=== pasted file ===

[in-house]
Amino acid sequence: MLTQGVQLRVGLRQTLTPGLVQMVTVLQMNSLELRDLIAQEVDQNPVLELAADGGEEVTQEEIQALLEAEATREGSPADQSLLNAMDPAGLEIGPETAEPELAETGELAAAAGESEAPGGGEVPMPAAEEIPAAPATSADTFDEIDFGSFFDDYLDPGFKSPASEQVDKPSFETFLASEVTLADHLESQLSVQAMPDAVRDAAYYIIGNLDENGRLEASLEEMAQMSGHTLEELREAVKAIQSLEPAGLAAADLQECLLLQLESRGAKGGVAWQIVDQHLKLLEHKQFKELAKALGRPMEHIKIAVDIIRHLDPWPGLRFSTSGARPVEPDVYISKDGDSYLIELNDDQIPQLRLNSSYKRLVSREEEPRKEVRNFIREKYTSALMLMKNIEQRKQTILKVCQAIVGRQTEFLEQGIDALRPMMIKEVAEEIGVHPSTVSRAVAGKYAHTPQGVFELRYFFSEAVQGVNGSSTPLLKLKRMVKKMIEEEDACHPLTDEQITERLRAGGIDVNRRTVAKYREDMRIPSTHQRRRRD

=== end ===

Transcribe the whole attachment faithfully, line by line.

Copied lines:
[in-house]
Amino acid sequence: MLTQGVQLRVGLRQTLTPGLVQMVTVLQMNSLELRDLIAQEVDQNPVLELAADGGEEVTQEEIQALLEAEATREGSPADQSLLNAMDPAGLEIGPETAEPELAETGELAAAAGESEAPGGGEVPMPAAEEIPAAPATSADTFDEIDFGSFFDDYLDPGFKSPASEQVDKPSFETFLASEVTLADHLESQLSVQAMPDAVRDAAYYIIGNLDENGRLEASLEEMAQMSGHTLEELREAVKAIQSLEPAGLAAADLQECLLLQLESRGAKGGVAWQIVDQHLKLLEHKQFKELAKALGRPMEHIKIAVDIIRHLDPWPGLRFSTSGARPVEPDVYISKDGDSYLIELNDDQIPQLRLNSSYKRLVSREEEPRKEVRNFIREKYTSALMLMKNIEQRKQTILKVCQAIVGRQTEFLEQGIDALRPMMIKEVAEEIGVHPSTVSRAVAGKYAHTPQGVFELRYFFSEAVQGVNGSSTPLLKLKRMVKKMIEEEDACHPLTDEQITERLRAGGIDVNRRTVAKYREDMRIPSTHQRRRRD